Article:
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Posts Tagged ‘presentations’

I had the great privilege of presenting a session at today’s BCTLA conference in Coquitlam.  Although I was not able to present it live, I delivered the presentation via skype and was grateful for the opportunity to spend some time with great BC teacher-librarians.

I put my slides from today’s talk onto Google Docs for easy access.  You can see them here: https://docs.google.com/presentation/d/1dnKJCnVl4b0lKNjanSVCQSx4OS3JZZART8W16rP6vW8/edit

I have also made the handout available through dropbox.  The link is here: https://www.dropbox.com/s/f6uzn9bx6dgufbi/School%20Libraries%20and%20Participatory%20Culture%20Handout%20%28OCT12%29.docx

Finally, I recorded the talk using a screencasting tool and the resulting video (including a few technological hiccups) is available here: https://ecast.srv.ualberta.ca/Podcasts/degroot/BCTLAParticipatoryCultureOct12.mp4

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On Tuesday and Wednesday of this week, I have the great pleasure of presenting to school library personnel from around the province of Quebec who will be attending the MELS Library Symposium.  I am presenting the same talk on both days–the first day to elementary school people and the second to secondary school people.  All these library staff members work in English schools from across the province and they will be coming to Montreal to connect with others in the library world.

I will be speaking about participatory culture and what libraries can do, both online and offline, to support their students and teachers.  The handout for my session can be found here: https://docs.google.com/open?id=0B26FVFyG1P7lcnJyWGhMT05Udmk4TlpJSG5LellkUQ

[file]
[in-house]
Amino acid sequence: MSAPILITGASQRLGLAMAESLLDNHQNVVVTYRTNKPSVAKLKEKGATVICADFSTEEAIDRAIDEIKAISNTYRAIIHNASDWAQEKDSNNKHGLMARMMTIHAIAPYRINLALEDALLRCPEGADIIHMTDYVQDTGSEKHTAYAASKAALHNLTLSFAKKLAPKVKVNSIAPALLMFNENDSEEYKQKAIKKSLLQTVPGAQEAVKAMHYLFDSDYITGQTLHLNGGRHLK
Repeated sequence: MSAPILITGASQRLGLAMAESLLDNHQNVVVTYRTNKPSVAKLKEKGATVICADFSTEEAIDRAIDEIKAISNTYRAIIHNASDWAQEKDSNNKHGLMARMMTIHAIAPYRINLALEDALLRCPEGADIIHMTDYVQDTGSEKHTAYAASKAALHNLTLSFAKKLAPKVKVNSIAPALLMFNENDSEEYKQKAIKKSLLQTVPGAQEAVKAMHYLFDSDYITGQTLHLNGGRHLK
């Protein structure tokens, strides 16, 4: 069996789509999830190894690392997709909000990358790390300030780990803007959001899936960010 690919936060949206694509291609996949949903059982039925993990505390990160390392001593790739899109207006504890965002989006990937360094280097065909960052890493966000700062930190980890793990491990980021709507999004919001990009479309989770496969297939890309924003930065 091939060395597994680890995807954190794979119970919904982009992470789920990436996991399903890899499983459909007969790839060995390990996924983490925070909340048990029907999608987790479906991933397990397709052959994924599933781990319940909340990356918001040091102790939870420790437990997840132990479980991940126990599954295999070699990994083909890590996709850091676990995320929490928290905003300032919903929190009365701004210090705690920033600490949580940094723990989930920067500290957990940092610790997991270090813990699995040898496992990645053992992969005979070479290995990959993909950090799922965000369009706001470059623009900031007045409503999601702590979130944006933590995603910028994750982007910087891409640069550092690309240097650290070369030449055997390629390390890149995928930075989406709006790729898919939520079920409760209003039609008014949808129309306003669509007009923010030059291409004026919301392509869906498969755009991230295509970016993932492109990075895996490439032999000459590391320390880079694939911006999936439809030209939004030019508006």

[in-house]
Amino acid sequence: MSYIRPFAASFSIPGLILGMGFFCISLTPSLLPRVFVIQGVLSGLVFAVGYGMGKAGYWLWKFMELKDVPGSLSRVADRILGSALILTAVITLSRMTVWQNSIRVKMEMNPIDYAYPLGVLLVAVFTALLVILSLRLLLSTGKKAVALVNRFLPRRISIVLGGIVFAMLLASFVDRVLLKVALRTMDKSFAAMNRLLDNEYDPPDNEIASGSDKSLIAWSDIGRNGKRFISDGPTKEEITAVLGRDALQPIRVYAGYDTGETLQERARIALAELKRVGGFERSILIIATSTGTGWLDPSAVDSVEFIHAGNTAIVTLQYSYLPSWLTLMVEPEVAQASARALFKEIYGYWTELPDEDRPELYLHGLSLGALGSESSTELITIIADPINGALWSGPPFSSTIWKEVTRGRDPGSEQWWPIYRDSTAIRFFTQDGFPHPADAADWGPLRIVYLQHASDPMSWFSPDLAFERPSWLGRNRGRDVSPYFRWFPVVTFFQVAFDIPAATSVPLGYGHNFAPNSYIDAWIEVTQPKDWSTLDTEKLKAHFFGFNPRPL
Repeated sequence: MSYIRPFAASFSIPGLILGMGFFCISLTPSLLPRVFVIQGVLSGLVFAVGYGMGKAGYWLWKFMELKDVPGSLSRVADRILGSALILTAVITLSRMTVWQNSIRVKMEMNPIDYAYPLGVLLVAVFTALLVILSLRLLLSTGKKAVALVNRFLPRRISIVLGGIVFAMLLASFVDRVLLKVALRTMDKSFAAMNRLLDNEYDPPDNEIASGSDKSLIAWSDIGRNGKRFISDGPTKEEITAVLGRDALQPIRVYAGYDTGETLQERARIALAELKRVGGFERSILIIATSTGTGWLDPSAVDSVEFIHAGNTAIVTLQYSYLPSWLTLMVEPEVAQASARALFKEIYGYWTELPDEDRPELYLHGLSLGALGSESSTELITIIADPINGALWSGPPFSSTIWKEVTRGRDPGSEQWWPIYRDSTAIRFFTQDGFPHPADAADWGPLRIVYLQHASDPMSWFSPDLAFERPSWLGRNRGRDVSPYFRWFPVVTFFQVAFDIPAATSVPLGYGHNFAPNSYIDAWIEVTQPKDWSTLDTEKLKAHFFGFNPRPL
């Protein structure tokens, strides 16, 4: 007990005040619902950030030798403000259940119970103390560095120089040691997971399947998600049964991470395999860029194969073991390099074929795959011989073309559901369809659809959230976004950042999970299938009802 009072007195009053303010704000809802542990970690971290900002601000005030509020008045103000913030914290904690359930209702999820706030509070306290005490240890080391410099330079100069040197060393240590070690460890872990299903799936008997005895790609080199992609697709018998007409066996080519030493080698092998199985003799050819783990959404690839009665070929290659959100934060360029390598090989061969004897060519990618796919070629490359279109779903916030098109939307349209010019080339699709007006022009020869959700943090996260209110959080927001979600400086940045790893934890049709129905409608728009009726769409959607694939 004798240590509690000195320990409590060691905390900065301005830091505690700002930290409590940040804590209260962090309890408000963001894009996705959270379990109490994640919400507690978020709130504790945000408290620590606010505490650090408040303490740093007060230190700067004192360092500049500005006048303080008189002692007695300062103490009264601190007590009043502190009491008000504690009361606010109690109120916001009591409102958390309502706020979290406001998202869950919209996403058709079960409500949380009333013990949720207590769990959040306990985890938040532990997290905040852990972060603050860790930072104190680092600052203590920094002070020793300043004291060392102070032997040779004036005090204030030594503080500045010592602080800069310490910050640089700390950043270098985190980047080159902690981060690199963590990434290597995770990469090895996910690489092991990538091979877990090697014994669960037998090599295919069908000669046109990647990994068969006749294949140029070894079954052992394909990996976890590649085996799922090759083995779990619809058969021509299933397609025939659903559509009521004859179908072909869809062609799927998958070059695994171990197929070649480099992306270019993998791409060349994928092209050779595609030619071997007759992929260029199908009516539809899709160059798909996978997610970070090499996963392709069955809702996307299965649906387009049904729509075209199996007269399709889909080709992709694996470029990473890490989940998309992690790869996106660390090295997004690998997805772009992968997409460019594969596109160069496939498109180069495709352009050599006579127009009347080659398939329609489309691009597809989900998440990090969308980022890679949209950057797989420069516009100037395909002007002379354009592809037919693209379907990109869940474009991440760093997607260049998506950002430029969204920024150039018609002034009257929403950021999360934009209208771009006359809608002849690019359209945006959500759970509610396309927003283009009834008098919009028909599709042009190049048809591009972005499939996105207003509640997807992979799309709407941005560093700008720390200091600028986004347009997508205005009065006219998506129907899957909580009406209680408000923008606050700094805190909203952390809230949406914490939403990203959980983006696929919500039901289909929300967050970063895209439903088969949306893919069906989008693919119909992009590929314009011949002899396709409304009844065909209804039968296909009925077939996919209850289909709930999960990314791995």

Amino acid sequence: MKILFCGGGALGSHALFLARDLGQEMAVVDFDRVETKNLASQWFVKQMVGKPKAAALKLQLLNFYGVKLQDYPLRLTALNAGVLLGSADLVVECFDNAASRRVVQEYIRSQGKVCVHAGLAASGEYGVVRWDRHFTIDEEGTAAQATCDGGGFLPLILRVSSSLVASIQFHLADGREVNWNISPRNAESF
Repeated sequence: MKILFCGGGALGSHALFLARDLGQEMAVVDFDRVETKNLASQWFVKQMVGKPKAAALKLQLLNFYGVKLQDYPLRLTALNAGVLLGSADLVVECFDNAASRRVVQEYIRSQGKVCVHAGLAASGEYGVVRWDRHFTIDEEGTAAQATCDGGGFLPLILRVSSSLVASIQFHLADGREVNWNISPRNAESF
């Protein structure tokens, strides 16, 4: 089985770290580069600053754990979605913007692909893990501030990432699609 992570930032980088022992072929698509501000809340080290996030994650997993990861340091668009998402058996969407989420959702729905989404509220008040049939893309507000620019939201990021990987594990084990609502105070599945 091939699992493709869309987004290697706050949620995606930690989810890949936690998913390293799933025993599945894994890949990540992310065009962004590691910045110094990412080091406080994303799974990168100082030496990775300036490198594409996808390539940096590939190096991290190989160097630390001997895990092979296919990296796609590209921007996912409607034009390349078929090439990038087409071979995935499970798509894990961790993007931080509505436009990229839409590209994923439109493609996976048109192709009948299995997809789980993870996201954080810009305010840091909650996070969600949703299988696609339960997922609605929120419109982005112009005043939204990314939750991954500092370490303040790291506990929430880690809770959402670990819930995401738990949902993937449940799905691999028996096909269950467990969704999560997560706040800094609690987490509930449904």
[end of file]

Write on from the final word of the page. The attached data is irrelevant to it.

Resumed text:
I have uploaded the slides to Google Docs and they can be found here: https://docs.google.com/presentation/d/1EXw6nc_fTGrXF17YDbc3vX-yFPk41LlnUucgejW06uY/edit

What ideas do you have for incorporating the new skills associated with participatory culture into your school library program?  Please share your ideas in the comments!

 

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ALISE '12 LogoI returned last night from Dallas, Texas, where I attended the annual conference of the Association of Library and Information Science Educators (ALISE).  Dallas was a fun city to visit and the conference was very good.  It was great to connect (or re-connect) with colleagues and ‘talk shop’ over lunch, dinner, and drinks. I attended sessions on supporting adjunct faculty in LIS education (presented by Dr. Sandy Hirsch from San Jose State University) and a panel about using new technology to support distance education courses.  Dr. Hirsch’s talk was particularly interesting because she provided us with an overview of two new studies on adjunct faculty in LIS programs that spoke to my own experiences as an itinerant professor.  One thing I found interesting was that most adjunct (or sessional) faculty in LIS programs tend to have full time jobs and teach courses ‘on the side’.  Less than 20% of adjunct faculty (according to the study) make their living teaching for one or more programs.  In this session we also talked about issues related to mentorship, teaching online, remuneration of adjunct / sessional faculty, and ways to improve communication.